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Re: Nicollet-Central Corridor

Postby mattaudio » May 29th, 2014, 11:08 am

The good? There's a good chance this will be slower than existing buses. It's a public art project, not a transit improvement.

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Re: Nicollet-Central Corridor

Postby grant1simons2 » May 29th, 2014, 11:56 am

matt you seem to not like trains. Just what I've gathered from other threads. What needs to be realized is that this is a tourist thing. Many people will use it because they like it better than the buses. If KrapMart is ever demolished it would most likely be extended south, therefore people can go from Lyndale to Nicollet in a "fun" way. Just look at San Francisco, the reason why the streetcars are still there is because they are basically an attraction. If the city does this right, we could be the same. I for one would love to ride from lyndale into downtown on a streetcar, sounds like a good time.

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Re: Nicollet-Central Corridor

Postby PhilmerPhil » May 29th, 2014, 12:01 pm

If you know Matt at all, you'd know that the above post will not only do nothing to sway him to your side, but it will probably infuriate him!

PS: I personally lean towards favoring a streetcar here.

mattaudio
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Re: Nicollet-Central Corridor

Postby mattaudio » May 29th, 2014, 12:20 pm

I like trains, which is why I've proposed complete a) streetcar b) LRT c) commuter rail d) regional rail and e) high speed rail services for our region. I just don't like trains when the transit service will suck. Which seems to be most of the way we implement trains in our region. Central and Hiawatha exempted from that generalization.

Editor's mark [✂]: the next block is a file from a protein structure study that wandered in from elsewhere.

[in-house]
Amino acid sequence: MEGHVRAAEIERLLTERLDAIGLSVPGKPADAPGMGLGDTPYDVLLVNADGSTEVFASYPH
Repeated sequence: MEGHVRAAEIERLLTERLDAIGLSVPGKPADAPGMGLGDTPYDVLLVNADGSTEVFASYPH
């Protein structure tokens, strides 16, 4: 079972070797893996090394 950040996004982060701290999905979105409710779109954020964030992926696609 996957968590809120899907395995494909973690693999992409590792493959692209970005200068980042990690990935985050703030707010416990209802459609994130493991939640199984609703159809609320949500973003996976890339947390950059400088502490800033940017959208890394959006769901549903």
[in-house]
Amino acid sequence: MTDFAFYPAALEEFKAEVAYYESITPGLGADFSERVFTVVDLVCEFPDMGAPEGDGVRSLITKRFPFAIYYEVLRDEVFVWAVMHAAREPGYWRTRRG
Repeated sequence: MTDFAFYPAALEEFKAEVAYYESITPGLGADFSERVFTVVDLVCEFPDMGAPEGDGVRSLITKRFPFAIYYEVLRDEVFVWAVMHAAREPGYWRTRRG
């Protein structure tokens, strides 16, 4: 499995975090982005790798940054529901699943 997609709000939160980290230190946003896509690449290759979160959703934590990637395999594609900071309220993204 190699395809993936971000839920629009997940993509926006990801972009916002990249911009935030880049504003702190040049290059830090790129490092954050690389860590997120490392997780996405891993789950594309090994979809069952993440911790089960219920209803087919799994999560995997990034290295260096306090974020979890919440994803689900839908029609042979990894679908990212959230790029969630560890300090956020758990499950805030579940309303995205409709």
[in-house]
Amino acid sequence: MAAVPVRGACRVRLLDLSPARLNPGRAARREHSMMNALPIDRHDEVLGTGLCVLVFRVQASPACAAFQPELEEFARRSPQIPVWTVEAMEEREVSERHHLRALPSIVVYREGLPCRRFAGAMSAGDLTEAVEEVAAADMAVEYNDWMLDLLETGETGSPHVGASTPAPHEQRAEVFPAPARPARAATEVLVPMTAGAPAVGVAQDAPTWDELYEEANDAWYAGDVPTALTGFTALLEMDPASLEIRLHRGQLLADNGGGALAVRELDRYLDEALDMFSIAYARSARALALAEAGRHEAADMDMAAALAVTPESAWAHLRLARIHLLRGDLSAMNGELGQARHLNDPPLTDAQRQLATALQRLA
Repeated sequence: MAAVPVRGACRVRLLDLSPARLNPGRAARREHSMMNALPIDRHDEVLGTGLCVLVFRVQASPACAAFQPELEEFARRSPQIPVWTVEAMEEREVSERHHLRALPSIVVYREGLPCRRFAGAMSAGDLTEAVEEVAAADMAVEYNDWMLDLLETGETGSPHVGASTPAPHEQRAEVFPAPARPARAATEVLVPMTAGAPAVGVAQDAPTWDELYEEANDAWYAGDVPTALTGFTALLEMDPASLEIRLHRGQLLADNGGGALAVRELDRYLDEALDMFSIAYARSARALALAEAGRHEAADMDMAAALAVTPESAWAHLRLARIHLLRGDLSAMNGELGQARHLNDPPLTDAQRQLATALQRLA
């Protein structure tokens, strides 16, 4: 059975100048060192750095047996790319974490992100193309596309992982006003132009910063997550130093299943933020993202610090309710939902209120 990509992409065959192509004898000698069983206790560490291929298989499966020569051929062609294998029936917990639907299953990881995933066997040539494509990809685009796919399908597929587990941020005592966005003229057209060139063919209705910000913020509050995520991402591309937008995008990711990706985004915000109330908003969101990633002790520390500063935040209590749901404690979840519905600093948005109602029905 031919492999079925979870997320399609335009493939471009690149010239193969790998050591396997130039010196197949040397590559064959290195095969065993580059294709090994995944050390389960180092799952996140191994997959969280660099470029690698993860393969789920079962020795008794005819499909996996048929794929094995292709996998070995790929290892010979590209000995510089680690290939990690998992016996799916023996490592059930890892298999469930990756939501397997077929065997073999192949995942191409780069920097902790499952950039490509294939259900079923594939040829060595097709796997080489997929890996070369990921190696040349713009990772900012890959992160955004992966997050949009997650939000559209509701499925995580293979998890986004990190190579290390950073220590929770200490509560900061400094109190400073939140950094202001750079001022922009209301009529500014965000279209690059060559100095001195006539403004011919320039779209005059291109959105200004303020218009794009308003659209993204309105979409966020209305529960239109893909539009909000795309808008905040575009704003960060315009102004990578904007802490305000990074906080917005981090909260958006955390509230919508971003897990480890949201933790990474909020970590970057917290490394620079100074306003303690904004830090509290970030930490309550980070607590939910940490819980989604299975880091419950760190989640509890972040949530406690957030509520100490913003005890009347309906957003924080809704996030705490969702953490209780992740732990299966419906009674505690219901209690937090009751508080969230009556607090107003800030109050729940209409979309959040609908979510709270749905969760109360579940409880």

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Re: Nicollet-Central Corridor

Postby EOst » May 29th, 2014, 12:21 pm

mattaudio wrote:The good? There's a good chance this will be slower than existing buses. It's a public art project, not a transit improvement.
It doesn't matter if it's slower, because that's really missing the point.

Maybe I have a different perspective than you because I've actually ridden on modern mixed-traffic streetcars, in Portland and in Seattle. You're right, they're not immensely fast (though I don't think they're actually slower than buses; they kept up pretty well with traffic). But that doesn't matter; you don't use them because they're fast, you use them because they're extremely pleasant. They glide along, they're always regular, they have nice stops, and in general they feel like you're riding on something nice and solid.

Does that mean they're perfect? No, of course not; they'd be a lot faster with a dedicated ROW. But if I had a choice between walking two blocks to a streetcar and getting on a bus right in front of me, I'd do it every time, because the experience really is that much more pleasant.

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Re: Nicollet-Central Corridor

Postby mattaudio » May 29th, 2014, 12:25 pm

I've been on streetcars in Seattle and in many European and Asian cities. They're nice. But that's really missing the point too.